Study: Higher Blood Sugar Targets Reduce Hypos, but Do Not Improve Type 2 Diabetes Outcomes in the ICU

A new study has evaluated the effect of more “liberal” blood sugar control in critically ill hospitalized patients. Researchers learned that higher glucose targets reduced the risk of hypoglycemia, but did not otherwise improve health outcomes.

In the United States, the American Diabetes Association sets the current standards for glycemic control in the hospital. Most patients with diabetes, both critically ill and noncritically ill, are recommended to target a glucose range of 140–180 mg/dL (7.8–10.0 mmol/L).

If managing blood sugar is a balancing act at the best of times, it’s an even trickier one in the hospital. Patients may lose some or all of their ability to self-manage their diabetes; they also may lose the ability to perceive the symptoms of hypoglycemia or the ability to communicate them to medical staff. And whatever ailment they’re suffering from may well have a significant effect on glucose levels, in addition to the treatment they need for it.

Hospitals are therefore wisely very concerned with the risk of hypoglycemia, but playing it too safe can be dangerous too. We know that patients recovering from cardiac surgery, for example, do much better if their blood sugars are at close to normal levels, and the ADA allows them to target a more stringent blood sugar range of 110–140 mg/dL. We also recently learned that hyperglycemia was highly associated with poor outcomes for Covid-19 patients, leading to recommendations that doctors intensively manage the blood sugar of patients even without any demonstrated history of diabetes.

A generation ago, conventional treatment in American hospitals employed much looser glycemic management standards: patients with type 2 diabetes would only be given insulin if their blood sugar exceeded 215 mg/dL. That changed after a 2001 trial, described as a “landmark” in ADA’s literature, found that this protocol increased the need for intensive care and resulted in higher risks of all sorts of poor outcomes, including renal failure and blood infections.

The ADA’s current guidance is most significantly informed by the NICE-SUGAR trial, the results of which were published in 2009 by the New England Journal of Medicine. That trial investigated the efficacy of a middle ground – blood sugar less than 180 mg/dL – and found that it was best for most patients. In contrast, very tight glucose control (81-108 mg/dL) resulted in much more severe hypoglycemia, but no other health improvements. That’s where we stand today: for most patients, the ADA recommends a happy medium that reduces the risk of both hypoglycemia and hyperglycemia.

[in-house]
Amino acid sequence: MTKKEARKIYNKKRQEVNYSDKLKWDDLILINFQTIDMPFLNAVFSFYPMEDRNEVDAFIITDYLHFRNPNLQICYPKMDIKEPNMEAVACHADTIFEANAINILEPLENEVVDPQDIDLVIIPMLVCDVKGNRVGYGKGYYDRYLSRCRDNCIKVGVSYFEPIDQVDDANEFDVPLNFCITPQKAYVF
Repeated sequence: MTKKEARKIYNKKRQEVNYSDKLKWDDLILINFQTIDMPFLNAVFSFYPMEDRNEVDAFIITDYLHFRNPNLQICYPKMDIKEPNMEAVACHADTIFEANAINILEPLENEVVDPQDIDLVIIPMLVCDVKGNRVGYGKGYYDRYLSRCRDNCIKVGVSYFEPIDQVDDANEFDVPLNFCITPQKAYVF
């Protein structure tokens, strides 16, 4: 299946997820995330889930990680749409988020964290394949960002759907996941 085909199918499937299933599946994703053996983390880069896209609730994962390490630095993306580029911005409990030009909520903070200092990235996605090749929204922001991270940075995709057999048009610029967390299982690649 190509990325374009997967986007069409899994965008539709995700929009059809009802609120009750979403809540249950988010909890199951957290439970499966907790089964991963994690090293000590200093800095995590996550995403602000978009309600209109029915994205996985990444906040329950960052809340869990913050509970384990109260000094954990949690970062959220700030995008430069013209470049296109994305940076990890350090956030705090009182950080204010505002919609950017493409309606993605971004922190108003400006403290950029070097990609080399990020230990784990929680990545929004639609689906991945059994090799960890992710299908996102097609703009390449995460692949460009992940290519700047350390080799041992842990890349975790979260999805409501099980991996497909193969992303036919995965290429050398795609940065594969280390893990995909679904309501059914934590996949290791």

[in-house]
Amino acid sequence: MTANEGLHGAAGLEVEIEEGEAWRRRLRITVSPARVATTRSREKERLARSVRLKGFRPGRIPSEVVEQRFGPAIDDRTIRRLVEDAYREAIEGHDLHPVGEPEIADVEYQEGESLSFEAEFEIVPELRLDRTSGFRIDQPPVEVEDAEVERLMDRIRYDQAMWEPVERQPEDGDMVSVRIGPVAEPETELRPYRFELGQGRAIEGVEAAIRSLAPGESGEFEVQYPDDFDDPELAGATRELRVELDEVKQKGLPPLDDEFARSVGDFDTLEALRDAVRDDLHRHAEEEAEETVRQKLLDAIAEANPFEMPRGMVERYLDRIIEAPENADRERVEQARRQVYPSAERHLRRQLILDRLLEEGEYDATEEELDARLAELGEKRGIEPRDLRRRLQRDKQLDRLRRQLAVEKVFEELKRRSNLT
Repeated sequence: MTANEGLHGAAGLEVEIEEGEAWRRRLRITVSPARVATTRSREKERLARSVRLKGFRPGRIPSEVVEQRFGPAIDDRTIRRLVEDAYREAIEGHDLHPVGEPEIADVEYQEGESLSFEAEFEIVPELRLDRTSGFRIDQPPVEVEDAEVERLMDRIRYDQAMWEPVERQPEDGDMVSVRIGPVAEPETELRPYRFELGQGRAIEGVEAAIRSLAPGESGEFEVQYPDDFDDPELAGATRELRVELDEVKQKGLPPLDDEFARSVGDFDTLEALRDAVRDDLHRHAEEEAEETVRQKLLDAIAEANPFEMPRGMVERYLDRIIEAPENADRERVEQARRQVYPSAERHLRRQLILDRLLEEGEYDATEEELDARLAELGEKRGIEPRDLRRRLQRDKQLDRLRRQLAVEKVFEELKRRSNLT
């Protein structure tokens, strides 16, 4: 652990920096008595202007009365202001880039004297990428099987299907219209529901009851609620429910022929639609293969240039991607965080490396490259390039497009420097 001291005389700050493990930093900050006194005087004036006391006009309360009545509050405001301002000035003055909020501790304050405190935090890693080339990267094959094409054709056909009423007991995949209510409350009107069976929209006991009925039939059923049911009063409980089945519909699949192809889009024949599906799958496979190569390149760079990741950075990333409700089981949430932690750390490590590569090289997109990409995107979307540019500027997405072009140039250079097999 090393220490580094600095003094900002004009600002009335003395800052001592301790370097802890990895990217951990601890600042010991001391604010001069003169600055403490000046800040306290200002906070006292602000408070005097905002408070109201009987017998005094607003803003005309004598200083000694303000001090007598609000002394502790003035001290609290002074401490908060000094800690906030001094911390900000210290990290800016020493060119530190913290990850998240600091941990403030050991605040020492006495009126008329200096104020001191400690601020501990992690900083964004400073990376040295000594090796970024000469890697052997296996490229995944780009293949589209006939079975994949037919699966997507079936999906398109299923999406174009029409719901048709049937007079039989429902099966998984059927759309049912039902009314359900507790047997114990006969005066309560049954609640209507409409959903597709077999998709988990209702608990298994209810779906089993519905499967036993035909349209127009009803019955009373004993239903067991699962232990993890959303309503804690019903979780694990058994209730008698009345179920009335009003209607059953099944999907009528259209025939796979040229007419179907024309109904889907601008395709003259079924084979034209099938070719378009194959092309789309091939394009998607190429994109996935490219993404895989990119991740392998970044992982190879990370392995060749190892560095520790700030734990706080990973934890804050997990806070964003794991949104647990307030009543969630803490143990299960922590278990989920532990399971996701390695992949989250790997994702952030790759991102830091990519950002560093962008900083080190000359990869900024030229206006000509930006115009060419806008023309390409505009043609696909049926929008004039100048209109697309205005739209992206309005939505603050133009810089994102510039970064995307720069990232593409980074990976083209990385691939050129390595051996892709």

The latest study on the topic, the work of a team of Australian researchers, appears to have taken a fresh look at the old question, testing different blood sugar management strategies in a sample of over 400 patients with type 2 diabetes in intensive care units (ICUs). One group was treated with the conventional “happy medium” approach. The other was treated with an experimental high glucose target, from 180 to 252 mg/dL. The results:

Unsurprisingly, patients in the high glucose target group experienced significantly less hypoglycemia. Those in the conventional treatment group were nearly four times as likely to have at least one episode of hyperglycemia (defined as <72 mg/dL).
Despite the lower risk of hypoglycemia, the patients in the experimental treatment group did not have otherwise improved clinical outcomes. In fact, more of the higher glucose target group died (29.5 percent versus 24.9 percent), although analysis determined that this difference was not statistically significant.

This study, which showed mixed results, is unlikely to budge diabetes authorities from their current recommendations. The results shouldn’t be generalized to patients with type 1 diabetes, or for those outside of critical care settings.

We’ve written previously about the importance of knowing your hospital rights as a person with diabetes. The ADA asserts that hospitalized patients who “successfully conduct self-management of diabetes at home and whose cognitive and physical skills needed to successfully self-administer insulin and perform self-monitoring of blood glucose are not compromised” should be allowed to manage their own blood sugar decisions, including insulin use, while at the hospital. But we also know from reports in the diabetes online community that some hospitals are hesitant to allow patients to manage their own condition; patients that feel confident in their self-management skills sometimes need to assert themselves.

Glucose management is always a challenge – in the hospital, it’s even more so. Studies like this one help doctors settle on the approaches that are most likely to foster recovery and good health.

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